Charles Postel: The Real Populist Tradition in America

Roundup: Historians' Take

[Charles Postel, an assistant professor of history at San Francisco State University, won the Bancroft Prize in American history for his book “The Populist Vision.”]

When David Broder praised Sarah Palin’s speech at the National Tea Party Convention as “perfect-pitch populism,” real Populists were surely spinning in their graves.

In the 1890s, American farmers and other activists rocked corporate power in a populist revolt. Now, the Washington Post columnist has passed the populist mantle to Palin. If they could, the Populists would protest this misuse of their name....

The Populists were all about economic justice. They demanded government regulation of railroads, banks, telecommunications and insurance. And if that failed to curb corporate abuses, they wanted public ownership or at least a “public option.” They demanded a federal stimulus to get the economy out of the terrible depression of 1893-97....

Yet the populist reputation has suffered a cruel fate. In the 1950s, historian Richard Hofstadter discovered a “cranky” side of populism. “Progressive populism,” he suggested, had morphed into the conservative intolerance of McCarthyism.

It didn’t matter that this never happened. It didn’t matter how many scholars had showed that there was not a scintilla of evidence for a populism/Joe McCarthy connection. The damage was done....

If we want to make sense of the storms brewing in American politics, a little history can’t hurt. The conservatives haven’t adopted gold as their symbol by accident. They are today’s gold bugs.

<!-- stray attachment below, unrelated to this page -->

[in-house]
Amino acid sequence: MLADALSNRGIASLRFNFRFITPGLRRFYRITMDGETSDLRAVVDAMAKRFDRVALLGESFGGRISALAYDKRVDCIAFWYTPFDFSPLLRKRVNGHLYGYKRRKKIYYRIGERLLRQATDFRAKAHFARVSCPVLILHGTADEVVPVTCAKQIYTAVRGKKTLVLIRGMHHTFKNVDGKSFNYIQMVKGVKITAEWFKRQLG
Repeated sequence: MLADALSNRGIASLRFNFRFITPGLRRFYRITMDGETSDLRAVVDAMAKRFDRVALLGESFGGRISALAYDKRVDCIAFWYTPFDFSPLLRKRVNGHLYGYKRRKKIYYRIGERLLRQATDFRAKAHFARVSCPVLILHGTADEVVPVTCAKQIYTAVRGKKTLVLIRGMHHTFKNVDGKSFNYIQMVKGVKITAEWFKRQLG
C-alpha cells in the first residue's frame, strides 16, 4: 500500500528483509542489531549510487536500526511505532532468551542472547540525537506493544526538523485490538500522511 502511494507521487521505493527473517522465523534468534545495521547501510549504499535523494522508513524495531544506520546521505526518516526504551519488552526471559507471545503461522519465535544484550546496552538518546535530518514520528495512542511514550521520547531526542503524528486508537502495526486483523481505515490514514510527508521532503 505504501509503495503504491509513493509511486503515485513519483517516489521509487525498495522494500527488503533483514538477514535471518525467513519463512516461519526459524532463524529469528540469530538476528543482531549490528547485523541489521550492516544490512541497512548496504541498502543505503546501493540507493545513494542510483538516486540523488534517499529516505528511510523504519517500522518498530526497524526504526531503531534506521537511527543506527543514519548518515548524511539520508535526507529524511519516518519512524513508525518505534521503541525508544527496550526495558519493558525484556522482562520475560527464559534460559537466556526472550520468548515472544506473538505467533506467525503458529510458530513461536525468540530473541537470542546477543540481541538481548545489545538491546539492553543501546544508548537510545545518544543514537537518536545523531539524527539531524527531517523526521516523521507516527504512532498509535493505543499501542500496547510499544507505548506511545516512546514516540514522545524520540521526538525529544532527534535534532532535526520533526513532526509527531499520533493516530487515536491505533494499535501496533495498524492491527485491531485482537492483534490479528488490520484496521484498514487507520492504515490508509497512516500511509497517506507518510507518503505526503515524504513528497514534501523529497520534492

They proudly follow in the footsteps of the “sound-money” enemies of Populism. Of the conservative bloc that fought Franklin D. Roosevelt’s New Deal. Of the militant Republicans of the McCarthy cabal, who exposed Harry Truman and Dwight Eisenhower as traitors. Of the Barry Goldwater and Ronald Reagan wing, who promised to free America from Social Security and government slavery.

But many Americans have different concerns. They want government action to put the unemployed back to work, to stem the tide of foreclosures and evictions, to regulate the financial industry, to provide health care security and to repair schools and infrastructure.

For such people, there’s another historical tradition they need to know about: It’s called Populism.
Read entire article at Politico

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